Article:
What's technically advanced about the Malifaux model? They're great sculpts (certainly better than any Chaos Spawn GW has put out) but don't look very advanced, especially after looking at photos of the models and the very obvious join lines all over. I'll give you the Leviathan, even though I think it's butt-ugly it does have poseability which I wish the plastic knight had. The APC is great as well, but that's two Dreamforge kit, and Dreamforge seems to be inactive and not putting out any new product. What other companies are there that clearly surpass GWs plastics?

edit: Actually, I remember Mirror's Edge talking about their advanced sliding mold technology. The less said about their sculpts, the better, IMO, but I'm pretty sure technically that's something GW doesn't do.

This message was edited 4 times. Last update was at 2017/08/08 12:35:17


 
   
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morgoth wrote:
To me, Dreamforge kits are mostly ugly, low detail and part of a very limited range selling alternate cheap models to 40k players.

If you want to compare a single kit, the new Eldrad is a million times better than that APC in terms of design and detail.


All subjective. I think it looks excellent and crammed with detail. Though, of course, that's my subjective view as well. Same again for the plastic Farseer - design and detail of it are subjective. In terms of technical implementation, the Farseer is a pretty standard that a lot of other manufacturers such as Perry Miniatures (Renedra) produce easily.

As for the APC, being a cheap model that can be used in 40k as an alternative model doesn't invalidate the technical superiority of the kit. Same for the Knight V the Dreamforge Leviathan. Personally, I prefer the visual look of the Knight over the Leviathan. However, the Leviathan is, technically, a far superior Kit to the Knight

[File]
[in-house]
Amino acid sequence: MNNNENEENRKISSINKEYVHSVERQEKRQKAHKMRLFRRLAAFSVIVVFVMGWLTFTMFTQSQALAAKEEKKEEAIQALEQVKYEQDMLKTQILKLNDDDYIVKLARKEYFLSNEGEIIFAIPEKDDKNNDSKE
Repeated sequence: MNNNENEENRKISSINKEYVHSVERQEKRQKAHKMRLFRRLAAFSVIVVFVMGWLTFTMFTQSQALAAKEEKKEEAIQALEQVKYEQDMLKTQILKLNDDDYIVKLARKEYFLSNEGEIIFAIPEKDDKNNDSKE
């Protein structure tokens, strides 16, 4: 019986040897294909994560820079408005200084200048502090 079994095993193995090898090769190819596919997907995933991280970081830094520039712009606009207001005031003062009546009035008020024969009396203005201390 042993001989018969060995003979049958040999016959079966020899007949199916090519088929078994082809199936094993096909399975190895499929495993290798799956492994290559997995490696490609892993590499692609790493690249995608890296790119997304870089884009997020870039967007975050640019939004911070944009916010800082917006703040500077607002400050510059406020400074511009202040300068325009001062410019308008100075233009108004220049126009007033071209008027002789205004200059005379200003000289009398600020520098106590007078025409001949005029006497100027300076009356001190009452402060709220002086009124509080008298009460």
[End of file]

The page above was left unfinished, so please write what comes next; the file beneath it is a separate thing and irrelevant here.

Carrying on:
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Longtime Dakkanaut




 -Loki- wrote:
morgoth wrote:
 -Loki- wrote:
RoninXiC wrote:
Almost any random scale model (tanks, planes etc) is so much more detailed and intricate than anything GW has ever produced. Just put a 1/35 ww2 tank from for example tamiya next to a land raider.. poor land raider.


The above poster was correct that you wouldn't want to put those scale models on the table, onstantly shifting around and balancing on terrain. Wargaming models and scale models are entirely different types of model. Wargaming models need to be more robust because they're used more often.

However, the claim that GW make the 'best' plastic wargaming products hasn't been true for a few years. Other companies have gotten in on their ranges being HIPS and several, as pointed out already, surpass GW's models. The fact that GW keep saying they make the best wargaming miniatures in the world means very little. A local bakery says they make the best pies in the world, but I'm sure no one takes them seriously when they say it.


Please just link one model, not made by GW, which you think tops GW's current plastic process.


Better than the Imperial Knight. Better than any GW APC. Better than GW's Chaos Spawn.

I'm not going into aesthetics at all. Some people will like the look of the Imperial Knight (ad does look badass) over the Dreamforge Leviathan. But they're technically better kits (for example, the Leviathan is pose able) designed for tabletop use. Some people will prefer the Chaos Spawn over the Insidious Madnesses. Those people are utterly insane. But the kits are more detailed with more technical accomplishment than the aforementioned GW kits.


See, pose-able is definitely an objective metric, one I don't give a gak about.

The rest of your assessment is subjective.